What a nauseating article. How brave she is to quit her highly overpaid job for a cushy housewife role in no doubt some leafy part of South West London.

Maybe if she’d gone and done something socially useful, especially in these times of such crass economic inequality, she would got a modicum of my respect.

Cooking, getting your hair done and taking selfies is not a job. Its rather a sad indictment on a broken nation.

(33)(3)

Anonymous

The headline should read… Rich girl quits good job because it is too much like hard work and takes up hobby…

(28)(1)

Anonymous

Gold.

Solid gold.

I can’t believe she did this interview.

(8)(0)

Anonymous

“Wed shredding”

WTF

(5)(0)

Anonymous

Definition: When you finally decide to settle down, and need to dispose of your adult art magazine collection.

(3)(0)

Anonymous

I think that quitting your corporate job to write a book is something that should be applauded. Less so when the book is entitled “how to come better than his mother” (vom), but still. I am sure it’s right that it was easier for this girl, but I’d do the same in her position (well ok not writing a sexist cookbook, but quitting corporate law for a creative life, yes, in a heartbeat, if I was rich, or braver).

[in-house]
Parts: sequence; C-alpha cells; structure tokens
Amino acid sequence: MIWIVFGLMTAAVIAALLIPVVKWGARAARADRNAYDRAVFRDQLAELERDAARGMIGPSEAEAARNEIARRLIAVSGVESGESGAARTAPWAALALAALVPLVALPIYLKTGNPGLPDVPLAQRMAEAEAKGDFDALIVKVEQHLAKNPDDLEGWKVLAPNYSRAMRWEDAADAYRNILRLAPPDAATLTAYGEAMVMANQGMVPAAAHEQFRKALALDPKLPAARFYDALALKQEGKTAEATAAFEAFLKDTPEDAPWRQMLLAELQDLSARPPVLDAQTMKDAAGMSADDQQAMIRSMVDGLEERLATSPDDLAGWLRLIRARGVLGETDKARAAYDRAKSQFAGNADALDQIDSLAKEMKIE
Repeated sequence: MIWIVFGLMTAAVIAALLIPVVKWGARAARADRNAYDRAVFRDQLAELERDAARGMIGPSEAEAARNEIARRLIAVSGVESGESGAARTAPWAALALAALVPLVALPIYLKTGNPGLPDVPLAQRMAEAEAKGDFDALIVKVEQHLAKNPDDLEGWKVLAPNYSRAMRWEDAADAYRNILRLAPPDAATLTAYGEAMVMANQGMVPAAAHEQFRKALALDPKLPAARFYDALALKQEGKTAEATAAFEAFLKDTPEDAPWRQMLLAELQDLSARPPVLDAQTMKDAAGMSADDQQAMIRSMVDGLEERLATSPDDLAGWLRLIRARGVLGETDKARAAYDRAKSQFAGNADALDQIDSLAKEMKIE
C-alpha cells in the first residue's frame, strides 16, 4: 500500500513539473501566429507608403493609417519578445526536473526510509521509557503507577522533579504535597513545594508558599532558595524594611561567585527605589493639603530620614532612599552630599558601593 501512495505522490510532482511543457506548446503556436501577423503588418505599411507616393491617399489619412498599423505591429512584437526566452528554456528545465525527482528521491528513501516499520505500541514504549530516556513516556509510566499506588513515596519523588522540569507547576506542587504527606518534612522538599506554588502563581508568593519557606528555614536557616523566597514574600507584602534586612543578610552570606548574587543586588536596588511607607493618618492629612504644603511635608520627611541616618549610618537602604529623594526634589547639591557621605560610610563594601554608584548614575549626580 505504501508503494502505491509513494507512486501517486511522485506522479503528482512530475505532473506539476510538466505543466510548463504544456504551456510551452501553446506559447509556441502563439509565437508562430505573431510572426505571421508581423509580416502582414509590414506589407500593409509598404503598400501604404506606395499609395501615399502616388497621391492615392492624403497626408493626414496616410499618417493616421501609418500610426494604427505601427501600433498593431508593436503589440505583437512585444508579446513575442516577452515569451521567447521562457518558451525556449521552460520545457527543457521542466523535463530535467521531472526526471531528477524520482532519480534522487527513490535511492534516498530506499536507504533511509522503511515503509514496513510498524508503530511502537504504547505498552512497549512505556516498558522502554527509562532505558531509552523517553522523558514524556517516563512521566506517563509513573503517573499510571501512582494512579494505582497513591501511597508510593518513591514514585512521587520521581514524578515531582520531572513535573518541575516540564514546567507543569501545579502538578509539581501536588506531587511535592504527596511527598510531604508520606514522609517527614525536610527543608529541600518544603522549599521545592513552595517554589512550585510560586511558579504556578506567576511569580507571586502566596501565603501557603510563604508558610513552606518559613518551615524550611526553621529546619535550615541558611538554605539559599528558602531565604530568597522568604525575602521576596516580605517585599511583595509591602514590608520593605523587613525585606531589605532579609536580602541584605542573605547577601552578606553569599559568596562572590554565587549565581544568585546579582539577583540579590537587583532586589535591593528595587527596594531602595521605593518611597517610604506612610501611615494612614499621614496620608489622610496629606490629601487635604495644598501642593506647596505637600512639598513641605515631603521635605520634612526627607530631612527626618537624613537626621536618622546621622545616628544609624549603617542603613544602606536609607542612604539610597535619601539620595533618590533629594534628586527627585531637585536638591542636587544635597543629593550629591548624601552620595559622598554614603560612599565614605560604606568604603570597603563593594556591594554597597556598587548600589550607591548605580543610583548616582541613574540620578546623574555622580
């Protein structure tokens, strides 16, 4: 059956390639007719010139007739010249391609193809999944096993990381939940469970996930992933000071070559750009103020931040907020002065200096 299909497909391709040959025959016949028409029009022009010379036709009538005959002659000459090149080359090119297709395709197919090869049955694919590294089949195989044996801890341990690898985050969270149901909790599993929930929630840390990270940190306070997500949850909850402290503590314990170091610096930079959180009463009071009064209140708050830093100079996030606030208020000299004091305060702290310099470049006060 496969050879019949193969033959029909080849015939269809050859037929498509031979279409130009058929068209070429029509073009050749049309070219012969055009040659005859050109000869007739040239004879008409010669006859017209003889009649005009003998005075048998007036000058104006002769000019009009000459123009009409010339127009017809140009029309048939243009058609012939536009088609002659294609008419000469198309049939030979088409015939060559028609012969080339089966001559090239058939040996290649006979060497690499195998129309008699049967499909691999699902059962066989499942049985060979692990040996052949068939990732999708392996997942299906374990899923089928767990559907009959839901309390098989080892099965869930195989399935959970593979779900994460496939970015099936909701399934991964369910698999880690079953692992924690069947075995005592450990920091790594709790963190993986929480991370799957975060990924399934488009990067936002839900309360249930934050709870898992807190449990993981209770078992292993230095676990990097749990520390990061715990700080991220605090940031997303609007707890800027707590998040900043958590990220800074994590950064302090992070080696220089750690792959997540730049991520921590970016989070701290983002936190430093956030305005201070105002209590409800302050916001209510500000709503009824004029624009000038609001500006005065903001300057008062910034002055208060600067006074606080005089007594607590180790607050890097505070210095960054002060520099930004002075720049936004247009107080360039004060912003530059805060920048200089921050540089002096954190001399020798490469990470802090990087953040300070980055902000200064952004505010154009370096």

(2)(2)

Links 3PQE

She was known to regularly pass noxious gas as a trainee.

In our department we used to call her ‘Chemical Ali’.

(26)(0)

Anonymous

It’s not brave when you have a husband and father backing you up.

It’s only brave when you have no one to back you up.

(14)(0)

Jason

It sick it piss it’s revolting it’s insulting

(0)(0)

Snowflake

No ragrets

(3)(0)

Anonymous

I’m also not sure about “The Generous Jew” tagline… seems odd as it implies that Jews are not, by default, generous or are different to the human average in this regard.

(1)(1)

Anonymous

Fair play to her, but it all seems terribly frivolous and actually quite dull.

(1)(0)

Anonymous

Seems very old to qualify at 28.

No doubt she spent many years helping out at Law Centres and Women’s Refuges before taking the plunge in the Law.

And yes, her pizzas do look revolting. I wouldn’t give them to my dog.

(2)(2)

Anonymous

Good luck Ali! Great to see how successful you are already with your blog and finally the press attention is coming your way after all your hard work!

(1)(0)

Anonymous

Why did she refer to her “now husband” – is she contemplating ditching him?

(0)(0)

Katie King

Hello, no, it’s because they got married very recently.

(0)(0)

Comments are closed.